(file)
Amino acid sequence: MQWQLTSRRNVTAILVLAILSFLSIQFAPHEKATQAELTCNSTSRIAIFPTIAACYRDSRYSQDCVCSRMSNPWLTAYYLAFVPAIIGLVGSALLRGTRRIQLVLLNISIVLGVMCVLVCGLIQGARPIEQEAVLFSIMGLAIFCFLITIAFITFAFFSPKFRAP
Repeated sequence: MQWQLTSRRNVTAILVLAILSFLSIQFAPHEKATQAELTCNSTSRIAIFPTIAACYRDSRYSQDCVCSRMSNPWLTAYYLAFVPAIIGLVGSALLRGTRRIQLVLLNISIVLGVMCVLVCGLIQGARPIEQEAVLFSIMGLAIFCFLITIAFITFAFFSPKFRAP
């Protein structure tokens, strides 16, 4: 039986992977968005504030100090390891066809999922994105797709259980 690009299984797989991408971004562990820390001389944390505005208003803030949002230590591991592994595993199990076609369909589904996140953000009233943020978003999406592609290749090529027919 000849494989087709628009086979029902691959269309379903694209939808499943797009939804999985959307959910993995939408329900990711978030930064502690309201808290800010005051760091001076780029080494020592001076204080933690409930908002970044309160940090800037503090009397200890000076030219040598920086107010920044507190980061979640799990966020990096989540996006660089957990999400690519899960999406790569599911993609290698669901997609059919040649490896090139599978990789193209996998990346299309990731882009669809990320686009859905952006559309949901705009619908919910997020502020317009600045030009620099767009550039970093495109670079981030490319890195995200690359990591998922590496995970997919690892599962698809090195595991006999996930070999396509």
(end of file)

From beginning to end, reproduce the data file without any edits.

Amino acid sequence: MQWQLTSRRNVTAILVLAILSFLSIQFAPHEKATQAELTCNSTSRIAIFPTIAACYRDSRYSQDCVCSRMSNPWLTAYYLAFVPAIIGLVGSALLRGTRRIQLVLLNISIVLGVMCVLVCGLIQGARPIEQEAVLFSIMGLAIFCFLITIAFITFAFFSPKFRAP
Repeated sequence: MQWQLTSRRNVTAILVLAILSFLSIQFAPHEKATQAELTCNSTSRIAIFPTIAACYRDSRYSQDCVCSRMSNPWLTAYYLAFVPAIIGLVGSALLRGTRRIQLVLLNISIVLGVMCVLVCGLIQGARPIEQEAVLFSIMGLAIFCFLITIAFITFAFFSPKFRAP
């Protein structure tokens, strides 16, 4: 039986992977968005504030100090390891066809999922994105797709259980 690009299984797989991408971004562990820390001389944390505005208003803030949002230590591991592994595993199990076609369909589904996140953000009233943020978003999406592609290749090529027919 000849494989087709628009086979029902691959269309379903694209939808499943797009939804999985959307959910993995939408329900990711978030930064502690309201808290800010005051760091001076780029080494020592001076204080933690409930908002970044309160940090800037503090009397200890000076030219040598920086107010920044507190980061979640799990966020990096989540996006660089957990999400690519899960999406790569599911993609290698669901997609059919040649490896090139599978990789193209996998990346299309990731882009669809990320686009859905952006559309949901705009619908919910997020502020317009600045030009620099767009550039970093495109670079981030490319890195995200690359990591998922590496995970997919690892599962698809090195595991006999996930070999396509």